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International Church of Cannabis offers a supplement to traditional religion

Posted at 9:10 AM, Sep 25, 2020

In an old traditional historic church building sits a seemingly nontraditional religion.

"We don’t pretend that we’ve invented something new; we just gave it a title and a safe place for people to use cannabis in their spiritual journeys to come here, and worship, and pray,” said co-founder Steve Berke. “We don’t tell them who to pray to. It’s really an open-minded spiritual community."

Their religion is Elevationism. Berke says it's about elevating one's self to the best version of self.

"While we do believe that cannabis can help you on your way to your spiritual journey, it’s also okay if you don’t use cannabis," said Berke.

He says they have people all over the world come to their church. People of all political views, races, and even other religious beliefs have joined their congregation.

"Elevationism is not a replacement to your existing faith. It’s more of a supplement to it. You can be a Christian and an Elevationist. You can be Jewish and an Elevationist. You can be a Buddhist and an Elevationist," said Berke.

Before COVID-19, like any other church, they would hold a Sunday service in their sanctuary with speakers, music, and lessons to take away. But unlike a traditional church, the consumption of cannabis was allowed.

"We certainly encourage people to try cannabis, and if it doesn’t work for you, that’s OK. You don’t have to use cannabis. We don’t tell you when to use it. We don’t tell you how much to use it," said Berke.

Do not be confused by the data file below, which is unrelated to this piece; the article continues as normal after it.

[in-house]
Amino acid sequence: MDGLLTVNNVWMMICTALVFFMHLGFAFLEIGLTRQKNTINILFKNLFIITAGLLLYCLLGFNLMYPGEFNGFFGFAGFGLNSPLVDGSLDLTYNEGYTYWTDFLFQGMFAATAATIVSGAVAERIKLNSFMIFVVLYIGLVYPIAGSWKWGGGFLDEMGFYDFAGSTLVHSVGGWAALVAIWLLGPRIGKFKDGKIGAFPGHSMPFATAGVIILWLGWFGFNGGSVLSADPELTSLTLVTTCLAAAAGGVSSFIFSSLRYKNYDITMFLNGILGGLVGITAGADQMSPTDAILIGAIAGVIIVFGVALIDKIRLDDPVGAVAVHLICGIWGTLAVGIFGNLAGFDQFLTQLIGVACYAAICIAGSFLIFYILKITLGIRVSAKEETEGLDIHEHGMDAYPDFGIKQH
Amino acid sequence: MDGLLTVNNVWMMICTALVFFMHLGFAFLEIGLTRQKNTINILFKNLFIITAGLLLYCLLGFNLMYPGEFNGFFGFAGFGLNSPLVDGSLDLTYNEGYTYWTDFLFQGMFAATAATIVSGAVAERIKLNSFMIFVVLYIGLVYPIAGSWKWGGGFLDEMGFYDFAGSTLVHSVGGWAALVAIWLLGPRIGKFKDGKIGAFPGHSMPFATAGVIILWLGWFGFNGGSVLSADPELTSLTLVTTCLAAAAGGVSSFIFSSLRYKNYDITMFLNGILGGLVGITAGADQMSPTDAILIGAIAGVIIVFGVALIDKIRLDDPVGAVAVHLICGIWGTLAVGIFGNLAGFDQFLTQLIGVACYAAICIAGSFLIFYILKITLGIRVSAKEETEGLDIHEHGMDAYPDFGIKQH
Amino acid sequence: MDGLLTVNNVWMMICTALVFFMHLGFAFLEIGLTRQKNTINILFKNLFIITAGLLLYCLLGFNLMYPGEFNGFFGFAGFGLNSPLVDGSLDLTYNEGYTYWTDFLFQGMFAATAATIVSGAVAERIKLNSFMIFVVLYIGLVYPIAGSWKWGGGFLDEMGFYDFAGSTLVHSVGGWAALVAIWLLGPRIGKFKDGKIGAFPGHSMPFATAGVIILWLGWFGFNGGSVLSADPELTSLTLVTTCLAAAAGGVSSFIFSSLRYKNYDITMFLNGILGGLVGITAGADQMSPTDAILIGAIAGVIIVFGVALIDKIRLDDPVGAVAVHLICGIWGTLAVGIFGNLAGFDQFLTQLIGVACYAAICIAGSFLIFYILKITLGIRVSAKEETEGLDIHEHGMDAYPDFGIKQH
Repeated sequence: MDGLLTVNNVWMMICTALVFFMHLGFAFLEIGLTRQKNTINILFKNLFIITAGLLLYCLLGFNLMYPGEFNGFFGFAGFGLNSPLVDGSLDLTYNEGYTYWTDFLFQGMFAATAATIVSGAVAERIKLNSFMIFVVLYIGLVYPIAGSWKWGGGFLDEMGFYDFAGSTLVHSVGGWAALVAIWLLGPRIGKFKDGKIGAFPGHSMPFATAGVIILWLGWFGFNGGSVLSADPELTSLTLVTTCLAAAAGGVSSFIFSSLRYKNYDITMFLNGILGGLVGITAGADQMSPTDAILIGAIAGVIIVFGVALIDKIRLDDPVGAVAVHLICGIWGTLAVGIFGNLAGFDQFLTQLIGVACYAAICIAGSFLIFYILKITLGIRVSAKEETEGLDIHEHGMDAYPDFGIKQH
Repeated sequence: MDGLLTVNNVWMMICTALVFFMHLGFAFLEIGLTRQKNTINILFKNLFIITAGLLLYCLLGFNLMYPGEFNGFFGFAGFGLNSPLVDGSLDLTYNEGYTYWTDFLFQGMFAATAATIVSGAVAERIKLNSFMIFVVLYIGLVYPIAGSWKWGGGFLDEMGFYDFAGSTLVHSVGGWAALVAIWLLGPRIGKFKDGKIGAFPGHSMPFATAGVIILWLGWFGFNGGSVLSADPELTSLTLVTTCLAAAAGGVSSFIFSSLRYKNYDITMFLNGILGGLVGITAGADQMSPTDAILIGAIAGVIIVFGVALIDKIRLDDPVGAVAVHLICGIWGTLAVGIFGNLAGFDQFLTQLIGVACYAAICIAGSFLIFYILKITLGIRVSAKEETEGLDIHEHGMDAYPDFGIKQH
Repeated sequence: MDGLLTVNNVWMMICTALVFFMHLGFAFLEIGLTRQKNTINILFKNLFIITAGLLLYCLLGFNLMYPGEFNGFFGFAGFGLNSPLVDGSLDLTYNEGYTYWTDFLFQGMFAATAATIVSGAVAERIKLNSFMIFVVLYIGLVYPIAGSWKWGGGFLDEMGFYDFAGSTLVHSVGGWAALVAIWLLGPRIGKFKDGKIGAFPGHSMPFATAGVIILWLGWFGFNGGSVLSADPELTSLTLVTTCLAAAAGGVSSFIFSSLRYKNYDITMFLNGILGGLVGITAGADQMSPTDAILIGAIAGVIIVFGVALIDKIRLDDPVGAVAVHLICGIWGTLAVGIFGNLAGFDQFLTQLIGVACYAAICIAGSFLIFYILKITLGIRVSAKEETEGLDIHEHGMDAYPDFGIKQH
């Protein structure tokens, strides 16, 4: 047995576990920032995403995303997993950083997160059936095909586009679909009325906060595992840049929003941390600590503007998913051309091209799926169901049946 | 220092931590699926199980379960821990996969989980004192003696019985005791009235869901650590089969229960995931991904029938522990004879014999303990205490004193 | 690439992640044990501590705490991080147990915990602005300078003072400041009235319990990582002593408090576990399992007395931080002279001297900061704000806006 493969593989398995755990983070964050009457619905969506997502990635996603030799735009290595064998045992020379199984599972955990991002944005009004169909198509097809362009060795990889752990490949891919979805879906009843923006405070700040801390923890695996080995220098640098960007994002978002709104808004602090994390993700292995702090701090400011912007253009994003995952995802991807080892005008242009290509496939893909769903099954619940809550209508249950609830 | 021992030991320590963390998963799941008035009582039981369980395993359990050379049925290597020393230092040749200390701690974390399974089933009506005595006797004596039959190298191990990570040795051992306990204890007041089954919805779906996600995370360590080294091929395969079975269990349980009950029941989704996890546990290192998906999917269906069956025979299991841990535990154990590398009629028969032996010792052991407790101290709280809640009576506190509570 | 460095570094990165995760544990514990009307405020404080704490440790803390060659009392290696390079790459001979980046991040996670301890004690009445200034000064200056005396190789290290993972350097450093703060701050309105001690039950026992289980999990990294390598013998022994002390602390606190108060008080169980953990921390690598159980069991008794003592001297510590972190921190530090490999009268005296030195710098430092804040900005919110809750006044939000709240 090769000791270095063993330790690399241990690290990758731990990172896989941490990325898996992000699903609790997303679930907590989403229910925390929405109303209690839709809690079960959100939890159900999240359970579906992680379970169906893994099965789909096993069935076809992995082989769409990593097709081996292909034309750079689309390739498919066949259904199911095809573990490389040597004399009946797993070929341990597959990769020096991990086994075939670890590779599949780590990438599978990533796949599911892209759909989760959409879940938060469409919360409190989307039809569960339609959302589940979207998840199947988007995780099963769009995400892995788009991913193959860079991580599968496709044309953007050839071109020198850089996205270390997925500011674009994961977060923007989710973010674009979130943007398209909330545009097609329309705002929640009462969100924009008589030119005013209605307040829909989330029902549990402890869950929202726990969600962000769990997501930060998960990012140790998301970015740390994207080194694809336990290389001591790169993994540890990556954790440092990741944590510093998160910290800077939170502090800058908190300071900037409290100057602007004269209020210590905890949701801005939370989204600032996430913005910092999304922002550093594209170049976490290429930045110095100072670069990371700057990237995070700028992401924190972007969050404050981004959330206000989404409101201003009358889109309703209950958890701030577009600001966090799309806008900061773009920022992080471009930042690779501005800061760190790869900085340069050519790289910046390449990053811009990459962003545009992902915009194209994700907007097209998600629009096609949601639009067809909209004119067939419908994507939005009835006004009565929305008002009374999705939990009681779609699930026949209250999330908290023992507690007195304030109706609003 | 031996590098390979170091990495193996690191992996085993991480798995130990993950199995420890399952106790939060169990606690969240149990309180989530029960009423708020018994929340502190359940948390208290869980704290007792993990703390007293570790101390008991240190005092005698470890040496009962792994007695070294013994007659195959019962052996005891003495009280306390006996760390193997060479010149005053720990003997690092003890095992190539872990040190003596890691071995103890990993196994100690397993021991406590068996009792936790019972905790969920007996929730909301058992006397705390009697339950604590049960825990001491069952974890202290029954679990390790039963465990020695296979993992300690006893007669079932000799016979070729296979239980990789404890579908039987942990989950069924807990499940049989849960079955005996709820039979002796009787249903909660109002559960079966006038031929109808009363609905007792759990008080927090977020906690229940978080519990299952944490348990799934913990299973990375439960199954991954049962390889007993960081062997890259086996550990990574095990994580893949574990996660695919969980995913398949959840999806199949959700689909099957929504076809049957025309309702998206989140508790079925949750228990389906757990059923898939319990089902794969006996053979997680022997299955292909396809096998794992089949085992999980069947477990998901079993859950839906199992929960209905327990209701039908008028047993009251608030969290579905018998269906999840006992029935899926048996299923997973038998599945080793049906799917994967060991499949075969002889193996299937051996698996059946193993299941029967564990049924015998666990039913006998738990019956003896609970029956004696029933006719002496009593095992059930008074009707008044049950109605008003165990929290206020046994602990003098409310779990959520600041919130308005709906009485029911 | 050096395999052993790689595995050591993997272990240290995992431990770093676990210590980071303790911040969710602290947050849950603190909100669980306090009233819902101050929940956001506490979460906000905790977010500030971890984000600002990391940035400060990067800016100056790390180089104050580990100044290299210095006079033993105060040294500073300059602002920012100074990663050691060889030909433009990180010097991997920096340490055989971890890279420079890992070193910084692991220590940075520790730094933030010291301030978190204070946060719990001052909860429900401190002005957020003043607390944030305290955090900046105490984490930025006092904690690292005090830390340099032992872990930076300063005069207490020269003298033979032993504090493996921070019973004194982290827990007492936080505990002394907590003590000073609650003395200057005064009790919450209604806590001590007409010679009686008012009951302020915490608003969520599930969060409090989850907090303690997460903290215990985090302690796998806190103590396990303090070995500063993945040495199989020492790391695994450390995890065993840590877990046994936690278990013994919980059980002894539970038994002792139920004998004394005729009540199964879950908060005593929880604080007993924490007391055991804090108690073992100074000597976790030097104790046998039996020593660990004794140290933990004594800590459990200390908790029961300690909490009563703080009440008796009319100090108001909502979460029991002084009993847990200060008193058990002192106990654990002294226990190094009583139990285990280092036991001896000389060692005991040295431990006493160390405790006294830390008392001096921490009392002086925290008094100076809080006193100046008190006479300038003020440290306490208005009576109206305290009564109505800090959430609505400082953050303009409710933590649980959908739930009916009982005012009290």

Since the pandemic, they’ve had to stop the Sunday service but have continued with their daily BEYOND, a guided meditation paired with a light show. It’s family-friendly, no consumption allowed, and open to the public.

"Everybody takes something different from the meditation and that’s the goal. The goal is some people will take one quote of that mediation and apply it to their lives," said Berke.

And just like any other church, Berke says they give back to their community.

"We’ve led by example. We’ve volunteered picking up trash in the neighborhood, volunteering at animal shelters, feeding the homeless. We do all of the things that a normal church does without preaching a dogma inside our church," said Berke.

For now, they have one location in Denver but plan to expand to Los Angeles next year. They're also working on more guided meditations.

"We’ll have BEYOND Happiness, BEYOND love, BEYOND doubt, so all these different themes encouraging people to think and question existing establishment thought and really encourage their spiritual paths and journeys," explained Berke.

Berke says the one golden rule of their ministry is similar to other traditional religions: treat others the way you want to be treated.

"We’re all one human race. We may have different beliefs. We may believe in different gods, but that’s okay, right? Because we’re all spiritual and we all ultimately want this world to be a better place for the next generations," said Berke.